A green space is a space that is built with the local climate in mind. Our country is a tropical climate. And one of the major difficulties of tropical climates is cooling interior spaces.
Cooling a space mechanically generally takes up as much as 50 percent of the electricity bill. By cutting down on your use of the air-con, not only do you save energy and money, but also any greenhouse gases that may have been emitted by the production of electricity. This series looks at the various ways of being comfortable without turning on the energy.
We discussed the importance of natural ventilation last week in cooling spaces. By having ample sizes and proper orientation of openings, natural ventilation can be introduced. But how does it really work?
Cross ventilation is forcing the wind, with its cool exterior air, into the space, and forcing the hot interior air out. The two important elements (aside from the wind) in inducing cross ventilation are the inlet and outlet.
The inlet and outlet are the openings we talked about last week, whether they are windows, doors, vents or other openings. The inlet is where the wind enters the space and the outlet is where it exits. To have air movement inside the space (comfortable enough like a cool gentle breeze), there must be an entrance and an exit for the wind to cross to.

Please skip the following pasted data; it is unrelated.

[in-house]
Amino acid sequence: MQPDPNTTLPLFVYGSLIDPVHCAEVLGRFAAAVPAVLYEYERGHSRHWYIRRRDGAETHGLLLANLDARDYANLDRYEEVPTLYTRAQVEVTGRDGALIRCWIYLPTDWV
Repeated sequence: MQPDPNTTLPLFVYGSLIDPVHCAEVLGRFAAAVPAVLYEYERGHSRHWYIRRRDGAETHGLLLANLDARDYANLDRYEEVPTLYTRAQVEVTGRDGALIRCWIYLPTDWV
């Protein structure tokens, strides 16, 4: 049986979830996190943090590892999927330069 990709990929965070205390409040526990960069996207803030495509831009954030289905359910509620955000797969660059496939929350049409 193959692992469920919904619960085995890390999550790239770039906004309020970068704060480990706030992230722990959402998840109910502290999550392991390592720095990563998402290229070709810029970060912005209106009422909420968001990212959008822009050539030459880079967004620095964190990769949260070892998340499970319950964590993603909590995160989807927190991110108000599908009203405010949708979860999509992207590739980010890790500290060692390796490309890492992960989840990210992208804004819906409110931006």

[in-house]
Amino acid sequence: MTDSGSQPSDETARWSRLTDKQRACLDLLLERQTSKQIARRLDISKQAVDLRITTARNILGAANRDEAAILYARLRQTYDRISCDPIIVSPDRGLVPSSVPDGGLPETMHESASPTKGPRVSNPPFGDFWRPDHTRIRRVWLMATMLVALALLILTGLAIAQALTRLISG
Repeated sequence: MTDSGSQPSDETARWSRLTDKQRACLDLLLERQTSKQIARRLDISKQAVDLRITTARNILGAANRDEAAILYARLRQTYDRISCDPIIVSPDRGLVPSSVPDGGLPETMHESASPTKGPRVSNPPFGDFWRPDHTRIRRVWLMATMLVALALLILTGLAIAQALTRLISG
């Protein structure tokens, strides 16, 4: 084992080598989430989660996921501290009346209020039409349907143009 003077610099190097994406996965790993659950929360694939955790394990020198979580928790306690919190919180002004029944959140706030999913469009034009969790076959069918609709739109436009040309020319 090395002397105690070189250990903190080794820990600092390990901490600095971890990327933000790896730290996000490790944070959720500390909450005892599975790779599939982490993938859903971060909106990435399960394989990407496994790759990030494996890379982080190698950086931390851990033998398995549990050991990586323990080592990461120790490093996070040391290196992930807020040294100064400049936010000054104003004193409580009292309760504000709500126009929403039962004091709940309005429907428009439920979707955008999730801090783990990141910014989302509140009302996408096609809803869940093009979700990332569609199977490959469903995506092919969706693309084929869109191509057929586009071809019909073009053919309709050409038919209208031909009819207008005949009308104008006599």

Ideally, these two openings should never be side by side. (There happens to be no space to “cross” through.) Their locations should be either at opposite walls or perpendicular to each other. Consequently, it is always best for rooms to have at least two sides facing the exterior to satisfy this condition.
The inlet opening should at least face the direction of the prevailing wind. (That’s why we tackled proper orientation of spaces!) If for some reason it can’t, you can somehow redirect the wind to the inlet by placing “blocks” to bounce the wind right into the opening (of course, just not as efficient).
Try not to put blockages in the path of the wind from the inlet to the outlet. Push those tall furniture and decorative dividers away. And no, light partitions even if they are perforated, will greatly diminish the air speed inside the space. To have the maximum effect of cross ventilation, air flow should be unimpeded.
Next: stack effect
Tags: conscious living, cross ventilation, green design, passive cooling, tropical design
Posted in conscious living | 2 Comments »